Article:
North Korean hackers are tapping into banks around the globe to make fraudulent money transfers and cause ATMs to spit out cash, the U.S. government warned on Wednesday.
A technical cybersecurity alert jointly written by four different federal agencies, including the Treasury Department and FBI, said there had been a resurgence in financially motivated hacking efforts by the North Korean regime this year after a lull in activity.
Since February 2020, North Korea has resumed targeting banks in multiple countries to initiate fraudulent international money transfers and ATM cash outs,” the warning reads.
U.S. law enforcement titled the hacking campaign “Fast Cash” and blamed North Korea’s Reconnaissance General Bureau, a spy agency, for it. They described the operation as going on since at least 2016 but ramping up in sophistication and volume recently.
Over the last several years, North Korea has been blamed by U.S. authorities and private sector cybersecurity companies for hacking numerous banks in Asia, South America and Africa.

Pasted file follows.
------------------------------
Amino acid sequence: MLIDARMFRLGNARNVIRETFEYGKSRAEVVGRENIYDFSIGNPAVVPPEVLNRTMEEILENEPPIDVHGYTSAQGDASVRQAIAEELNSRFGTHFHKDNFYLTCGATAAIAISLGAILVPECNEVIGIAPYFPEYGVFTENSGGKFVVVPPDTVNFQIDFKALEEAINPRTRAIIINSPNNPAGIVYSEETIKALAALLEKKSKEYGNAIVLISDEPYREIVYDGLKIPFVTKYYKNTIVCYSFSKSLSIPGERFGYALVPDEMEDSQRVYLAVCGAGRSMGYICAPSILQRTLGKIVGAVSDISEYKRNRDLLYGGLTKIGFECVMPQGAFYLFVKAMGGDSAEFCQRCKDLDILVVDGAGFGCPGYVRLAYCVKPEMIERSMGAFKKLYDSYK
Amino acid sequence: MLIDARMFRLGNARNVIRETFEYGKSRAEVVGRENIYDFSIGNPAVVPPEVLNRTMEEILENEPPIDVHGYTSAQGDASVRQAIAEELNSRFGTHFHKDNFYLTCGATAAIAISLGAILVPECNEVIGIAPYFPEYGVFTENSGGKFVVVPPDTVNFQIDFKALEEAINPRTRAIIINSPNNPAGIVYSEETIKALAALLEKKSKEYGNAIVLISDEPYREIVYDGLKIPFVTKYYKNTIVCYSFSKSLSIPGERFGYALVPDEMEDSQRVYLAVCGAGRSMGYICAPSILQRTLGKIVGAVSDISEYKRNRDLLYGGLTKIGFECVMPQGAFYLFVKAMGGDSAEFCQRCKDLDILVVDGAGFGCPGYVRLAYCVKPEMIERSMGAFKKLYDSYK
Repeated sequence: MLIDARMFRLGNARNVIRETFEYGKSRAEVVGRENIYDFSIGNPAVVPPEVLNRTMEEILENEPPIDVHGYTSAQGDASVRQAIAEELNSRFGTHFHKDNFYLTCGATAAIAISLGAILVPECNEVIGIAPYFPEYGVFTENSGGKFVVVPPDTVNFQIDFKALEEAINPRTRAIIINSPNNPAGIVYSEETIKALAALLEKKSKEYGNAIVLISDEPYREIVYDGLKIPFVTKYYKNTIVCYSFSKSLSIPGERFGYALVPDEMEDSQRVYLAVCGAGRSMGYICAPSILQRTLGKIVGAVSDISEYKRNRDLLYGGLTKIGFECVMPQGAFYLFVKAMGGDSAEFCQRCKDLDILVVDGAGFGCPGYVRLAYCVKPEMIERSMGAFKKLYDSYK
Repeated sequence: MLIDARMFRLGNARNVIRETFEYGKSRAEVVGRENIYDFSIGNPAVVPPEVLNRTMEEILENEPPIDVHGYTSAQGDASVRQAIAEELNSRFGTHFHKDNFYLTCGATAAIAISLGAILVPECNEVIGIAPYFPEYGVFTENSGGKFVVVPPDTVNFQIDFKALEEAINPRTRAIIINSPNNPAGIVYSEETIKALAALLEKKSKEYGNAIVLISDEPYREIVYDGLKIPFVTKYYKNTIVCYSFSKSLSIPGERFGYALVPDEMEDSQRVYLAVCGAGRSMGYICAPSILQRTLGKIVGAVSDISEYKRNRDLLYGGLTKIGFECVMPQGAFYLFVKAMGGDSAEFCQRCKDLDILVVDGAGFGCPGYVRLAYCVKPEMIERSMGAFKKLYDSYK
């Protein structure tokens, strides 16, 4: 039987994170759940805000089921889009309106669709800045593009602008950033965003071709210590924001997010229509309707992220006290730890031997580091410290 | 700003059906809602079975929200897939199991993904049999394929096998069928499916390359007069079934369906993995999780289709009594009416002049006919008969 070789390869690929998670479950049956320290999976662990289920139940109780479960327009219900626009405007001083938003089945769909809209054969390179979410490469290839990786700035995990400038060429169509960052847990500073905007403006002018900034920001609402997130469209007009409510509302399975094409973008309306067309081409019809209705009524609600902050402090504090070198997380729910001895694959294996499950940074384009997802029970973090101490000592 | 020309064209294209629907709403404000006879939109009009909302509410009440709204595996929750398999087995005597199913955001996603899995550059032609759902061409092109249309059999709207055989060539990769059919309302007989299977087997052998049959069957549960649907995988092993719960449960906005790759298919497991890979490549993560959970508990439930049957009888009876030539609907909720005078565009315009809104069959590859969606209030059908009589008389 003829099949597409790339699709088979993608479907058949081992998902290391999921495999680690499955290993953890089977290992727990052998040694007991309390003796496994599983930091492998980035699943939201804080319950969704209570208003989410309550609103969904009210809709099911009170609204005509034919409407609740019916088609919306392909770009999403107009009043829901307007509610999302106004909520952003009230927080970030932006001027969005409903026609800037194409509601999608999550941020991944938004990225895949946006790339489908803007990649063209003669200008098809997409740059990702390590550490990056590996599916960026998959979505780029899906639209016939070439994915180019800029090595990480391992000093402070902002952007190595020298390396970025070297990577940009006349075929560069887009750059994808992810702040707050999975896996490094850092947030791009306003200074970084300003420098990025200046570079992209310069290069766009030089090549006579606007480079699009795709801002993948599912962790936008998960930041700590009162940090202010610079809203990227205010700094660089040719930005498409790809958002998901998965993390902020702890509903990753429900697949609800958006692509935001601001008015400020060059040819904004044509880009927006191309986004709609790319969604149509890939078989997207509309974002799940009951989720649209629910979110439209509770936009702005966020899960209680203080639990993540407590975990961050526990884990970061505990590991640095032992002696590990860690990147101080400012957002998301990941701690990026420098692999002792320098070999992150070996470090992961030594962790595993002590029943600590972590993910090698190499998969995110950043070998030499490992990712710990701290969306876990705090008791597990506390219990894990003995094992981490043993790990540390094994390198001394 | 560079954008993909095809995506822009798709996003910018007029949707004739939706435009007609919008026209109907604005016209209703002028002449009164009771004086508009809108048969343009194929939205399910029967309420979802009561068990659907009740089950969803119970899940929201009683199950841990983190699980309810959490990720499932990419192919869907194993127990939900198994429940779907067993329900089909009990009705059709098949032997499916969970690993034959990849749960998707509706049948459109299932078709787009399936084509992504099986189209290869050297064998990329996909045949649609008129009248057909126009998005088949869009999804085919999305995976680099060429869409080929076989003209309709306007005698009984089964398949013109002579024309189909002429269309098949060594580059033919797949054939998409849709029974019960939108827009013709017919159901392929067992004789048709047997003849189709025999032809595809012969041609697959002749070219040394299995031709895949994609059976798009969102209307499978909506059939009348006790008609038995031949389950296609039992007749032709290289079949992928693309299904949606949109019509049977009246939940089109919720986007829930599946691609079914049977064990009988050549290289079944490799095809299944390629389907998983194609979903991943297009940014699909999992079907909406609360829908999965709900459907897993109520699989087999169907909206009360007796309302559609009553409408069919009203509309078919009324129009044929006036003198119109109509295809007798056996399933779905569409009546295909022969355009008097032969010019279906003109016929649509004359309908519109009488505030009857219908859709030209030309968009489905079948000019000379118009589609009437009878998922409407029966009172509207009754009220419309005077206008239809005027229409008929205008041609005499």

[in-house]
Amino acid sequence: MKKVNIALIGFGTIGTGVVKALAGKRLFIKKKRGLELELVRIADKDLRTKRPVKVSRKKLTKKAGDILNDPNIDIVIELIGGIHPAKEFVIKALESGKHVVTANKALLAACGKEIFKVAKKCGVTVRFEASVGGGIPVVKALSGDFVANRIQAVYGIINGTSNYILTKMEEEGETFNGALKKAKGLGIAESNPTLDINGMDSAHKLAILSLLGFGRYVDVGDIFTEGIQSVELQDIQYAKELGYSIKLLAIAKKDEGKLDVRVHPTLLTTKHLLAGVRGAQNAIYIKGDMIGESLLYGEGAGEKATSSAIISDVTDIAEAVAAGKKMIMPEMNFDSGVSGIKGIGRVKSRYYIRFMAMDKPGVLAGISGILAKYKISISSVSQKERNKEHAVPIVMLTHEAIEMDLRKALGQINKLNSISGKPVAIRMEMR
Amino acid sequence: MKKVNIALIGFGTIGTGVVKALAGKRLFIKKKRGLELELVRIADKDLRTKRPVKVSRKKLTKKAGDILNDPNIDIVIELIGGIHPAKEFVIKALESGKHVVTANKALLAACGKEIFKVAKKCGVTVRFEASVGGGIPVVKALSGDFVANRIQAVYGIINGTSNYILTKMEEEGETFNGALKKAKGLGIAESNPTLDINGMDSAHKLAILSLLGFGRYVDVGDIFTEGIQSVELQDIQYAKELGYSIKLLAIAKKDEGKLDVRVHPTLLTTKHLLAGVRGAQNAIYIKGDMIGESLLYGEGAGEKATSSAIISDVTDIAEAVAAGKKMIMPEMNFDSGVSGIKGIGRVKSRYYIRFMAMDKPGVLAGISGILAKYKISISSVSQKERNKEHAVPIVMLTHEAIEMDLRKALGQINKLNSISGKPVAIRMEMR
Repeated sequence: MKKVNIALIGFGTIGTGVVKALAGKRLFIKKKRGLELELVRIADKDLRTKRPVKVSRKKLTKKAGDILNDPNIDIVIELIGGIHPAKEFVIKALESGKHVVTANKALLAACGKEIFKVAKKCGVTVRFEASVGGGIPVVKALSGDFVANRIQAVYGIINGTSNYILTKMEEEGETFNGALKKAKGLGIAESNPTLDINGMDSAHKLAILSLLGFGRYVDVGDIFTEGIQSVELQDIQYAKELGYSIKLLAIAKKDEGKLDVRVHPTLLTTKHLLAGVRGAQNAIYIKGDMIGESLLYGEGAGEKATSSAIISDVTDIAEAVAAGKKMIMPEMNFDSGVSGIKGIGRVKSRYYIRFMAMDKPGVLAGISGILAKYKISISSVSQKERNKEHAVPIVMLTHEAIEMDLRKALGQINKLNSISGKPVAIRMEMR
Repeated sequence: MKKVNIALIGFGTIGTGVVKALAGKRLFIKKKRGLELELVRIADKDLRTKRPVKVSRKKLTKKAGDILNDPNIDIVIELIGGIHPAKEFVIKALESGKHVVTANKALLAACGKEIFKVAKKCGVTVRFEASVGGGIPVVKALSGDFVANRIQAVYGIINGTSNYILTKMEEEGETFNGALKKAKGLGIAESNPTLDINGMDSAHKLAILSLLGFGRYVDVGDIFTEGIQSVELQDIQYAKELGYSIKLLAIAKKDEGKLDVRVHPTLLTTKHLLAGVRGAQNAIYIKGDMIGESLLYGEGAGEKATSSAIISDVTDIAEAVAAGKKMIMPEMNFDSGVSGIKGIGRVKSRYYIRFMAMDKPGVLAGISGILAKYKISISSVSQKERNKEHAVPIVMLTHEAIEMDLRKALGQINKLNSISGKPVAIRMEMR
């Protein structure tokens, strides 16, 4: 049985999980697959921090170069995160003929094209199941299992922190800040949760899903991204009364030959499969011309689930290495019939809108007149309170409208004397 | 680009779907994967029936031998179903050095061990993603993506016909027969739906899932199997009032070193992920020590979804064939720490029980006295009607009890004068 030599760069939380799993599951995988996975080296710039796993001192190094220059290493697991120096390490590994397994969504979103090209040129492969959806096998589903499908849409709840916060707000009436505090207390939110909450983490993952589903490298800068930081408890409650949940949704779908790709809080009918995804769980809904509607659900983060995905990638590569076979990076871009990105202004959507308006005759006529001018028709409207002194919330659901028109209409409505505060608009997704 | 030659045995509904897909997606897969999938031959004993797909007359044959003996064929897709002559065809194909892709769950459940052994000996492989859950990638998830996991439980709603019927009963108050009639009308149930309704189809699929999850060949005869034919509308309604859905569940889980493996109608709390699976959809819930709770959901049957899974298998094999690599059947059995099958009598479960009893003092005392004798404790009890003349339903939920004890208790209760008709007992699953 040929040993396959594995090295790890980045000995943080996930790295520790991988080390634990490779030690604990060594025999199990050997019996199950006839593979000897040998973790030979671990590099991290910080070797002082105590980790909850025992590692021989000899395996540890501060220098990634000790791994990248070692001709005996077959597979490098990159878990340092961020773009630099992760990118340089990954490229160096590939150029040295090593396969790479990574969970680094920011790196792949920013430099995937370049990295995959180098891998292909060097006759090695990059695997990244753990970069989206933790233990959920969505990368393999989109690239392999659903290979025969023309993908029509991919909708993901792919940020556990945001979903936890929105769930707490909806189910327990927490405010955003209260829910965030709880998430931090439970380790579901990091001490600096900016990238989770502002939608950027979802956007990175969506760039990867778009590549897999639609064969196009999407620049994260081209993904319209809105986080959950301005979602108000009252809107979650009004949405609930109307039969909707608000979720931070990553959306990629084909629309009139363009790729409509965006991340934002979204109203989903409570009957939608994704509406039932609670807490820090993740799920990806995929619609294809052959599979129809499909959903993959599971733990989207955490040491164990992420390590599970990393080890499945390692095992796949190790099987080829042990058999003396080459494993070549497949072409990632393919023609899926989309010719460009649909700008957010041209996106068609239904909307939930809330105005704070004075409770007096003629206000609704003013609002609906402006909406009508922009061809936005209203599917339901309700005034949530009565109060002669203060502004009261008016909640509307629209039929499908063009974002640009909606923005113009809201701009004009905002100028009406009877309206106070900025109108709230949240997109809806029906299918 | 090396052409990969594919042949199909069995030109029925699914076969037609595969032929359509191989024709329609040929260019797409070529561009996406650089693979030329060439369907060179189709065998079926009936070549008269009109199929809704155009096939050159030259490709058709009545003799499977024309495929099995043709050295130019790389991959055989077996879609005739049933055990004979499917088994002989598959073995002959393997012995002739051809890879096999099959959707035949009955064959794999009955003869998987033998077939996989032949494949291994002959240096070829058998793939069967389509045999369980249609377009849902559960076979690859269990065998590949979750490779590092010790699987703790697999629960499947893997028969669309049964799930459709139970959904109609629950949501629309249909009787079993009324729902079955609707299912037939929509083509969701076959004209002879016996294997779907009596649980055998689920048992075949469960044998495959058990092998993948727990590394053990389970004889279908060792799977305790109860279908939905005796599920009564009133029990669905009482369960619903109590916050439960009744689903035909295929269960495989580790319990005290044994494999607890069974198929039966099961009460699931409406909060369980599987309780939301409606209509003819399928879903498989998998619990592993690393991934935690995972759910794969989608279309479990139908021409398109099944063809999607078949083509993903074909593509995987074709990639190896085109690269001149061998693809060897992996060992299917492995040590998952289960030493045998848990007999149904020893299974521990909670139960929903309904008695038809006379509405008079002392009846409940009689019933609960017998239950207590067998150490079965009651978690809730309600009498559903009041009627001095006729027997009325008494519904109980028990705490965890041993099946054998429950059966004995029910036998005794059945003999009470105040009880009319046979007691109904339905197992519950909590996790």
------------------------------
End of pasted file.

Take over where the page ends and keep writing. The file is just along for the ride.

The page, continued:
“North Korean cyber actors have demonstrated an imaginative knack for adjusting their tactics to exploit the financial sector as well as any other sector through illicit cyber operations,” Bryan Ware, a senior cybersecurity official at the U.S. Homeland Security Department, said in a prepared statement.
Cybersecurity experts and foreign policy analysts have said these types of hacking operations are conducted to help fund the North Korean government, which is cash-strapped due to expansive sanctions continuously placed on it by the U.S. and other western countries.
“The continued attacks are proof of the reliance the regime has on these funds, along with being a testament to their technical ability and determination,” said Vikram Thakur, a technical director for U.S. cybersecurity firm Symantec.